Stone Town and the Park Hyatt Zanzibar

I booked our last two nights in Zanzibar at the Park Hyatt Zanzibar, a beautiful and historic former mansion set on the water and in the middle of Stone Town (also known as “Mji Mkongwe” which means “old town” in Swahili). Stone Town is the old part of Zanzibar City, the main city of Zanzibar, which sits on the west coast of the island facing the direction of mainland Tanzania.

The architecture and layout of Stone Town reflects the island’s historic ties to Oman as well as a complex fusion of the many cultures that have influenced it over the centuries. Stone Town was the seat of the Sultans of Oman and Zanzibar. Zanzibar became a part of the holdings of the Sultan of Oman in 1698. Around 1840, a later sultan moved his capital from Muscat to Stone Town. In 1856, a struggle over succession divided territories into the Sultanate of Oman and Muscat and a separate Sultanate of Zanzibar which existed until 1964 when the sultan was overthrown in the Zanzibar Revolution. read more

Nungwi, Zanzibar: resort time on a prime beach

Lone Masai on Nungwi Beach

Nungwi Beach on the northern coast of Zanzibar ranks among the prettiest on the island and is home to many popular resorts, hotels and restaurants. I definitely wanted to spend some of our time in Zanzibar there. Scanning our available hotel points and certificates and local resorts I was happy to find very reasonable award availability at Marriott’s Nungwi Beach Resort by Turaco. Reviews sounded good, the location was great, so I quickly locked in four nights.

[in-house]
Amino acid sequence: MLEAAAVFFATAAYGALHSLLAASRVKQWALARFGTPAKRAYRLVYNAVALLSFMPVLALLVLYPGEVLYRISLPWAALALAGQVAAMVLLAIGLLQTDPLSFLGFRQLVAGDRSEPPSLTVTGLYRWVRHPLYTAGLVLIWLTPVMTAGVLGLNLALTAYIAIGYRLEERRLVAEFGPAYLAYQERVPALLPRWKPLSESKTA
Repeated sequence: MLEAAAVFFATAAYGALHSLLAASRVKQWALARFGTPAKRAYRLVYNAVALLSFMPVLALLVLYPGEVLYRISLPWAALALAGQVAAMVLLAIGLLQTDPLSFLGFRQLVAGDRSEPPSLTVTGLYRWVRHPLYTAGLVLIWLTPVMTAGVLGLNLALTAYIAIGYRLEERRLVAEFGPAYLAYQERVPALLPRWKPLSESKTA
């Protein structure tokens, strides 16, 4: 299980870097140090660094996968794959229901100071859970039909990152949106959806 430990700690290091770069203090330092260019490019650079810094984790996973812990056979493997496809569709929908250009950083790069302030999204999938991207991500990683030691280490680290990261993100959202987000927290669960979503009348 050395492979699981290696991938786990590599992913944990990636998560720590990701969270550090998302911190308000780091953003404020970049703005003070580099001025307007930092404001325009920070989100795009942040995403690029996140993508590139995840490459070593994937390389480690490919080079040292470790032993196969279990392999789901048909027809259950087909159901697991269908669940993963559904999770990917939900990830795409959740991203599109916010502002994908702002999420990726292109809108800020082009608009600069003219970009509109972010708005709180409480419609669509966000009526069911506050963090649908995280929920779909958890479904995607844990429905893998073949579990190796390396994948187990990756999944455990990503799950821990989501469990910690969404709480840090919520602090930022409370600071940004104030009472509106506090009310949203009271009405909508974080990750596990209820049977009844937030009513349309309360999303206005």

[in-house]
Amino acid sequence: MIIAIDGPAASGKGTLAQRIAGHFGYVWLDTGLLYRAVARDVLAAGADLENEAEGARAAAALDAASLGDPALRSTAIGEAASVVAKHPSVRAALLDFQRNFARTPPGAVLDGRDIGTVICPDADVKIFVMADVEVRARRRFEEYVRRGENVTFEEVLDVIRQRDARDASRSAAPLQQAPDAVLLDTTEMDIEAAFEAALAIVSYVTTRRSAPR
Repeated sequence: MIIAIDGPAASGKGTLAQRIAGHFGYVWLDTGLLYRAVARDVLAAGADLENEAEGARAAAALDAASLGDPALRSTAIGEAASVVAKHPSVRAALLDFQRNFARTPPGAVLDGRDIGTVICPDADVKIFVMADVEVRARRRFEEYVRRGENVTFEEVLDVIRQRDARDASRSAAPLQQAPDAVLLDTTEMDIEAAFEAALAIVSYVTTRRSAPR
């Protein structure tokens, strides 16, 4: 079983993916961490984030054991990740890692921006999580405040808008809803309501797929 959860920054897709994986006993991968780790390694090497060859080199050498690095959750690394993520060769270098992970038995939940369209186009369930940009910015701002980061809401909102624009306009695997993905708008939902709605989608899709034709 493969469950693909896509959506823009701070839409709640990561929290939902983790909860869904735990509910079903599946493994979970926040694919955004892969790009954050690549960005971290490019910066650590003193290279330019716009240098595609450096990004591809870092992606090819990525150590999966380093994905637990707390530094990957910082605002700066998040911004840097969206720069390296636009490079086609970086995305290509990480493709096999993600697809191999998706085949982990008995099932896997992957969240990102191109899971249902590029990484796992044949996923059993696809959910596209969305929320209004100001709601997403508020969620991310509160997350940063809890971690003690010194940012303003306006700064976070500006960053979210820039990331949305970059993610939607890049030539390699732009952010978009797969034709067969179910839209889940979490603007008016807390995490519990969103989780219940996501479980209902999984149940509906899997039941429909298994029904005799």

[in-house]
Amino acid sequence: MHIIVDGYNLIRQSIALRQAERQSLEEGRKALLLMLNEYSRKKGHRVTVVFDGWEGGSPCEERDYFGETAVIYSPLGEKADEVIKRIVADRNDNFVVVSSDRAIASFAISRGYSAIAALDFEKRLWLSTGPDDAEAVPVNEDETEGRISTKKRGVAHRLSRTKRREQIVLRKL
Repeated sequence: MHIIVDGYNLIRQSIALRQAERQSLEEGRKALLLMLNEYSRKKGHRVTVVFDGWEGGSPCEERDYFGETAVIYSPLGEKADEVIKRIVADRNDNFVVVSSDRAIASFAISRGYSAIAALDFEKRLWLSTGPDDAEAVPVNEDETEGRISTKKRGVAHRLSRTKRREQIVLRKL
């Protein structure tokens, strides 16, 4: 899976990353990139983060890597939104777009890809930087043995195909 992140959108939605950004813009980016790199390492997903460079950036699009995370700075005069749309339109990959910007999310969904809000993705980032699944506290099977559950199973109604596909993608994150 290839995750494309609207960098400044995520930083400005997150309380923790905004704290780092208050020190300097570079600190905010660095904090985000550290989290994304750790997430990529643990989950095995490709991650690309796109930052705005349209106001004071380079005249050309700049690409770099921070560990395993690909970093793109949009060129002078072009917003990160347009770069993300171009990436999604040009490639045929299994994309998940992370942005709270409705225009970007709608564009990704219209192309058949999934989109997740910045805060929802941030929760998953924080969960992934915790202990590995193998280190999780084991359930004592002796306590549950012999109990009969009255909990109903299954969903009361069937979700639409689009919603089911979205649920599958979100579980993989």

Although roads are generally good in Zanzibar, the last half mile or so through the town of Nungwi approaching the resort is a narrow dirt road. Our SUV slowed to a crawl as our Zanzibar driver, Ally, dodged impressive potholes and wove among small shops. We stopped in front of tall gates, checking in with a security guard before proceeding to a large open-air lobby. read more

A Zanzibar Spice Farm en route from Uroa to Nungwi

After four nights at a boutique hotel on Uroa Beach on the east coast of Zanzibar, it was time to move to a resort hotel on Zanzibar’s popular north coast. The drive looked to be over an hour, but that still left us with some time to kill between check-out in Uroa and check-in in Nungwi. I knew I wanted to visit a Zanzibar spice farm and lots of spice farm tours are offered out of Stone Town, but with only two nights planned in Stone Town, I didn’t want to spend our one full day there on a tour. This moving day between two hotels seemed like the perfect opportunity to fit in a spice farm tour and lunch en route. When I asked Zanzitaxi to add the stop to our transfer, they suggested Jambo Spice Farm and we made plans. (“Jambo jambo!” is a familiar greeting in Swahili meaning hello.) read more

Uroa, Zanzibar

View from our porch at F-Zeen Boutique Hotel in Uroa, Zanzibar

After some weeks of gray and cold Paris, I was ready for sunshine and warmth. Unfortunately, the Mediterranean is still too cold for me this time of year so I started looking further afield. I eyed Cape Verde (Cap Vert) but found flights less-than-convient. A couple of stunning photos of Zanzibar beaches caught my eye, further research piqued my easily-piqued curiosity, and when I discovered I could book us reasonably-priced award flights in Qatar Airways business class with an overnight layover in Doha, I was all in. read more

A Festival of Scallops in Monmartre, Paris

Snapshots of La Fête de la Coquille Saint-Jacques

I’ve had this year’s La Fête de la Coquille Saint-Jacques (Festival of Scallops) in Montmartre on my calendar for a couple of months. A French friend told me about this annual Breton event and I was instantly intrigued. David and I love scallops. We had big fun in October at the Meaux “Brie Happy” Festival celebrating the local cheese so had high hopes for a festival centered around scallops and other specialties from the Brittany region of France. A quick online search promised booths of food, cooking demonstrations, traditional Breton dancers and more. Fun! read more